Not for the casual listener
F. Behrens | Keene, NH USA | 11/14/1999
(5 out of 5 stars)
"There are many recordings I own that are of extreme interest both musically and historically. But when I want some pleasant listening, I put on my 100th "Russian Easter Overture" rather than my second minimalist violin "concerto." So as much as I admire how Ned Rorem is attempting to make the Art Song an American thing, I play him only when I give classes in 20th century music. My admiration was greatly increased when I heard the New World Records release of Rorem's (80575-2). This is the world premier recording of his cycle of 36 songs for four solo voices with piano. Divided into three sections (Beginnings, Middles, Ends), this work draws upon the texts of 24 authors including William Penn, Whitman, Baudelaire, and less known contemporary poets. The order of the works depends on how they fit into one of Rorem's Three Ages of Man. As I was hinting at above, each piece is quite impressive though none has any melody that lingers in the mind afterwards. As with some French art songs, Rorem (who studied in Paris) will now and then (and for no discernible reason, to me) place an accent on the wrong syllable; so we cannot justify the device as "following the natural flow of the language." Perhaps a good deal of Rorem's reputation lies in the fact that he is American and he tries so hard; so perhaps his success is only a "succes d'estime" (as the French put it). Virgil Thomson writes that Rorem will never achieve his goal. But his efforts are honest, I feel, and this work attempts something really big and deserves a careful listening. Whether it will get repeated often is up to each of you. Fully up the challenges of music such as this (although a critic is quoted in the press release as referring to it as "voice-friendly"), the soloists could not be better: Monique McDonald, Dolores Ziegler, Rufus Muller, Kurt Ollmann. Steven Blier and Michael Barrett accompany on the piano. Serious students of the vocal arts will probably love this 2 CD album. More casual listeners might shy away."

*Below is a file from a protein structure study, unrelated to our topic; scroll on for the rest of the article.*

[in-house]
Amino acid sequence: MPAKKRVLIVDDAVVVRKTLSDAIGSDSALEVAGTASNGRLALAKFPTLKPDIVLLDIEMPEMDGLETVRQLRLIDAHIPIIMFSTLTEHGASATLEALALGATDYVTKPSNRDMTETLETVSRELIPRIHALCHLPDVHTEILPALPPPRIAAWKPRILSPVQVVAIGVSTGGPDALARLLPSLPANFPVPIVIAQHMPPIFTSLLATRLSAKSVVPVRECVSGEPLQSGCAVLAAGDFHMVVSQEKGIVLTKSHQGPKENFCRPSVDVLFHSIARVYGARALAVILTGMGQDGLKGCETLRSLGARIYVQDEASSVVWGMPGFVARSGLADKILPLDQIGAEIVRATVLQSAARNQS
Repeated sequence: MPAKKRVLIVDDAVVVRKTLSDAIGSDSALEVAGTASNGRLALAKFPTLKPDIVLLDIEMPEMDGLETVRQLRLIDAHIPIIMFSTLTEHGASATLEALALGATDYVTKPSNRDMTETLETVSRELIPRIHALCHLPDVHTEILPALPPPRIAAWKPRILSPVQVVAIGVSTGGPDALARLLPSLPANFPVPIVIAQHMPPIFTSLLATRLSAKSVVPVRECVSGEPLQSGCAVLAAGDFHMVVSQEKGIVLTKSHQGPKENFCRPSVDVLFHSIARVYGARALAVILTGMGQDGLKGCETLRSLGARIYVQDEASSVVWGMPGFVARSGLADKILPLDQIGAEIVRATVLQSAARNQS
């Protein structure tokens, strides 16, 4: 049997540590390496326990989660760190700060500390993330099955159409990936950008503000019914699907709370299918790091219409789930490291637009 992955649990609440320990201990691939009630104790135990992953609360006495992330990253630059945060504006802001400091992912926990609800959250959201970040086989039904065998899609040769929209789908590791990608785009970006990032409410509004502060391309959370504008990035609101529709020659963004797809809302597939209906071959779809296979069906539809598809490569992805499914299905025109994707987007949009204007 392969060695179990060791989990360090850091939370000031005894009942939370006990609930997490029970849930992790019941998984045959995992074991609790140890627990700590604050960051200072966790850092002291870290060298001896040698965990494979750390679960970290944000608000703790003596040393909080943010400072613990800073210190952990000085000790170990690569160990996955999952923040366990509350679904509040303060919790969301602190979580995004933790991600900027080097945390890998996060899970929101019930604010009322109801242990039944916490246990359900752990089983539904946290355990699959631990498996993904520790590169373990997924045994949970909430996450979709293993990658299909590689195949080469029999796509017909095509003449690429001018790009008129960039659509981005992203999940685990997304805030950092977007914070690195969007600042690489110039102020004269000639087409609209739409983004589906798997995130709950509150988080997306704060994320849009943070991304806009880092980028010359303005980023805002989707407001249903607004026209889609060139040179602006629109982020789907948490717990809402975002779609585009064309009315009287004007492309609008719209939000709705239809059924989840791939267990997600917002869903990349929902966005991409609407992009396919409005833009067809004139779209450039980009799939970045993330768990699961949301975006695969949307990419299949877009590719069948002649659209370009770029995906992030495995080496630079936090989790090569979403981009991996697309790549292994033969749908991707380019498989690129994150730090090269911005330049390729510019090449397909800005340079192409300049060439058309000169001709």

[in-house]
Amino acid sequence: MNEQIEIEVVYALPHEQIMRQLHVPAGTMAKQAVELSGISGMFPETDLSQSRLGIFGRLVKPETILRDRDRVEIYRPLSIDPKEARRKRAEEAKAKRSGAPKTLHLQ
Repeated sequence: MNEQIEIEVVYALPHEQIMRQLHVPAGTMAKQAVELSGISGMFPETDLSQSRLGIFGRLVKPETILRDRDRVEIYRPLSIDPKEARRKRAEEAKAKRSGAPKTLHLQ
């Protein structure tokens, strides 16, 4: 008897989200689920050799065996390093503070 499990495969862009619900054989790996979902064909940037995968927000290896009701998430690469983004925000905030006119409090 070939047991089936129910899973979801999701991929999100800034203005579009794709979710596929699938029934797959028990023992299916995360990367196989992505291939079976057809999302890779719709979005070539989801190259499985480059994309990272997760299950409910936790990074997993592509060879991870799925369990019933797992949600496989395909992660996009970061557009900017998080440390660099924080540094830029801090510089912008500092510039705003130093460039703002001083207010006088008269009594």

Rorem's Art of the Song
J Scott Morrison | Middlebury VT, USA | 03/02/2000
(5 out of 5 stars)
"An evening-long work that comprises 36 songs, divided into three sections, using poems and prose from a variety of writers in English. Rorem has always been a marvel at selecting texts to be sung and he doesn't let us down here. Some groups of songs are performed without breaks; indeed some songs act as bridge passages between the songs on either side of them and go by before you're aware of it.At times his word-setting is awkward. I have the impression, since he is clearly a master word-setter, that this is to catch our attention, rather than being a sign of ineptness or loss of focus. It's as if he's saying "this is important, listen to this."Rorem is certainly one of our master song writers and this may be his best sustained effort in a long and productive career. Huzzah!"
Rorem's Greatest Vocal Statement
C. P. Cooman | Cambridge, MA USA | 02/09/2000
(5 out of 5 stars)
"Ned Rorem has certainly devoted a good part of his life to "the art of the song." (His instrumental works are, however, an extremely important and fine part of his output as well.) He had originally wanted to title this evening-long song cycle "The Art of the Song". In it, he wanted to share what he felt were the various insights and techniques that he had gained throughout his many years of experience in the medium.I think that Rorem suceeds in creating one of his finest vocal works and provides a wonderful summing up to his career and his prodigious output. All the familiar elements of his work are here, his harmony, his rhythms, and his always intriguing settings of texts. His choice of texts also tends to be very good and he works well with whatever he has chosen.I think this is a recording that anyone could enjoy and it is certainly a "must have" for fans of Rorem's work."